Marc Anthony Aviation

METAR Weather data explained

One thing I always used to wonder in my early years of aviation was, what does all the METAR data and numbers actually mean? Well if you were also wondering this just as I was then the answers are here below! Also remember I am not an instructor or qualifed as such so always check with your training provider first. So make sure you are sitting comfortably because there is a lot of information here!

Ok so, METAR is a format for reporting weather information. It stands for Meterorological Terminal Aviation Routine Weather Report. Various other administrations name it slightly different but this is what I know it by. METAR typically come from airports or weather observation stations and are generated every half-hour to an hour. Sometimes special reports are issued if conditions change significantly. Some are encoded by automated airport weather stations at airports, military bases and other sites.

What does it contain?

A typical METAR string contains the current data for temperature, dew point, wind direction and speed, precipitaion, cloud cover and heights, visibility and barometric pressure. Got all that? Thats alot of information right? Theres more sometimes it may contain preciptation amounts, lightning and other information that might be useful to the pilot. So how do we read it? Well heres a recent METAR data string that we can use to decode the information that I will break down for you in bullet points.

How do we read it?

EGCC 241450Z AUTO VRB02KT 5000 HZ BKN021 OVC026 09/08 Q1002

  • EGCC – this first 4 letter code is the ICAO airport code and this particular code is for Manchester Airport, UK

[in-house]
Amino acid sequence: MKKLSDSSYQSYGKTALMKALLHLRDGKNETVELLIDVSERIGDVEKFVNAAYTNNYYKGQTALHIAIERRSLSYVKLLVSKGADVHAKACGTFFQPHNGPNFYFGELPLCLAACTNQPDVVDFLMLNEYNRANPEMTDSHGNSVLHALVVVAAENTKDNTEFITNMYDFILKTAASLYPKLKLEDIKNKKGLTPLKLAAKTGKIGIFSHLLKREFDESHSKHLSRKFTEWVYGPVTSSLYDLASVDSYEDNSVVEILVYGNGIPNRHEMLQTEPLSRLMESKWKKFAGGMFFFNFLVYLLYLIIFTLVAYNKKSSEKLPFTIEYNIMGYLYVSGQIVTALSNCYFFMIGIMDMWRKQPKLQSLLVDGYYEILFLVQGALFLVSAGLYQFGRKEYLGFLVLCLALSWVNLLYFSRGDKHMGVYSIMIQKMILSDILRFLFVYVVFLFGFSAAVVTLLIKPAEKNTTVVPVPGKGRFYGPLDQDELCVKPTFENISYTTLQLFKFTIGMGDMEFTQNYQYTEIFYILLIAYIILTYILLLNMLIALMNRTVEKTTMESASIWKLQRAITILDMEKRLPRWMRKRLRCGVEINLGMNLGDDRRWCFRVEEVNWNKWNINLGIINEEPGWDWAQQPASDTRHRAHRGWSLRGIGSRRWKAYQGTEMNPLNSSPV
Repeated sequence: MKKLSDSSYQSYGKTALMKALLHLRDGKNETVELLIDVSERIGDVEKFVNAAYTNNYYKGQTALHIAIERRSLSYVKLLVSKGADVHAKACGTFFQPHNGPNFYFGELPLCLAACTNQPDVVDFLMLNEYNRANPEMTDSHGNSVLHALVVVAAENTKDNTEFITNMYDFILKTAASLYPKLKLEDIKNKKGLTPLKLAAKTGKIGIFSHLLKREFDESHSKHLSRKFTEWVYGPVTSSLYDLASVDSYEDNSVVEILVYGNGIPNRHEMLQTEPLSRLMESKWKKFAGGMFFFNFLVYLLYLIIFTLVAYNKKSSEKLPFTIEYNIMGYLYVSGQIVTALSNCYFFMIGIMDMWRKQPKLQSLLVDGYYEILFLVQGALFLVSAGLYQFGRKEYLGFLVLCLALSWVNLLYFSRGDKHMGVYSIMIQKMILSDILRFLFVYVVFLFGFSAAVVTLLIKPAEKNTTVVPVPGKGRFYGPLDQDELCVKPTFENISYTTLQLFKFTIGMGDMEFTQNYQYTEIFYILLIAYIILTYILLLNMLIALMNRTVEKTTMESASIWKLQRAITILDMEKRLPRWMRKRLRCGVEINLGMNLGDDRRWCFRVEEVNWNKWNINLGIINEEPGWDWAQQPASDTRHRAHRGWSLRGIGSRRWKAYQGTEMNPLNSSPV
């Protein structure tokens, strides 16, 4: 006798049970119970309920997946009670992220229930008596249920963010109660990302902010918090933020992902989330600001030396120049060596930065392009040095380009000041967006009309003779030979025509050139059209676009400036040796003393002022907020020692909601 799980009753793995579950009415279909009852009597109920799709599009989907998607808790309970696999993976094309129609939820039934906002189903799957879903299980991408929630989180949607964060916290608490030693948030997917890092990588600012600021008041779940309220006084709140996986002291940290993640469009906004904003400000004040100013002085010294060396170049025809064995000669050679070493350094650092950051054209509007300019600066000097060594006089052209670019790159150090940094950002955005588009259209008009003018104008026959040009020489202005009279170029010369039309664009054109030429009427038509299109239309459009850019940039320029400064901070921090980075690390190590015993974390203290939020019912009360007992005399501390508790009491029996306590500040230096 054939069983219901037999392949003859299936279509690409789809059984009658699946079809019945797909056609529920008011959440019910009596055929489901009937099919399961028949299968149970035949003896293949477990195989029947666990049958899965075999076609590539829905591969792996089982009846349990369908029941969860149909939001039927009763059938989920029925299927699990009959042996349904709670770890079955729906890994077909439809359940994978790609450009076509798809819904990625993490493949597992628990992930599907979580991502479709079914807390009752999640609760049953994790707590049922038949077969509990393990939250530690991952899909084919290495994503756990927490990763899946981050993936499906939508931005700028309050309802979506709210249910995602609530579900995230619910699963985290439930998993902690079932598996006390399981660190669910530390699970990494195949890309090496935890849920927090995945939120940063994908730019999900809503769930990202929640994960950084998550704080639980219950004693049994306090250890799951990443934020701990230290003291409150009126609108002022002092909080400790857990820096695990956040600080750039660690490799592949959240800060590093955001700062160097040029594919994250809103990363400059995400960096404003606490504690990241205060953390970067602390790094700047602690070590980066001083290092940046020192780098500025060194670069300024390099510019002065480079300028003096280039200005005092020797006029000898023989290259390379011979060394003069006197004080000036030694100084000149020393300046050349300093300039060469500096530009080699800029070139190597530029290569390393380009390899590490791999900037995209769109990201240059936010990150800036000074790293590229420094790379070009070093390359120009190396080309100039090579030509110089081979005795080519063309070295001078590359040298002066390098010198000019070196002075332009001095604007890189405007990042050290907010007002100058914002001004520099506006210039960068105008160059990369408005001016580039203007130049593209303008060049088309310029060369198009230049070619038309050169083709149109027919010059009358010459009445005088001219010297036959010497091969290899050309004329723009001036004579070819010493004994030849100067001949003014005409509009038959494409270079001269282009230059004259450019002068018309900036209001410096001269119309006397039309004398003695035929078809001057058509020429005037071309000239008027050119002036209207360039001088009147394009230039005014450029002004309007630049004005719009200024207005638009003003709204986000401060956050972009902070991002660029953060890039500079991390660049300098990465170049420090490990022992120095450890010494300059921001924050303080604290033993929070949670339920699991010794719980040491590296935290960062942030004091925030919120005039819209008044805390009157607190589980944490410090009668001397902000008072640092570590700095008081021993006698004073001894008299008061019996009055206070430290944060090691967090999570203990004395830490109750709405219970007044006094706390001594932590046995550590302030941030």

• 241450Z – This indicates the times of the observation starting with the day of the month (24) followed by the time of the day (1450Z) Z for zulu time which in this case is 2.50pm GMT
  • AUTO – Automated encoder
  • VRB02KT – So this box can change and it is the wind direction and speed, in this case we have variable wind direction and speeds of 02 knots.
  • 5000 – This is the amount of prevailing visibilty at the weather station in this case 5,000 meters
  • HZ – Here we have the current weather conditions in this case it is Haze
  • BKN021 – The next sections describe the cloud cover and conditions so here we have Broken sky at 2,100 feet above the aerodrome.
  • OVC026 – Then we have Overcast sky at 2,600 feet above the aerodrome, these figures do change frequently depending on conditions. From a pilots perspective on take off you would hit broken clouds at 2,100 and then overcast at 2,600. Weather above that would be expected to be clear
  • 09/08 – Towards the end of the transmission we have temperature and dewpoint, first is temperature 09 degrees C and dewpoint 08 degrees C
  • Q1002 – Finally we have the QNH reading which is the Sea-level pressure and this reads 1002mb

Got all of that?

So as you can see now the data is fairly easily readable now you know what you are looking at! These figures change all of the time with different abbreviations. I will look at making a page that lists them all should people want that so that you can reference it. I have added a sidebar with updatable METAR readings from Manchester so we can all practice!

Also if you want to check METAR and TAF readings then you can enter them here for up to 3 locations. Or you can enter it here on this website and decode it automatically.

Hope you all enjoyed this and looking forward to the next one! Take a look at the APU article too! Thank you for reading if you got to this point!

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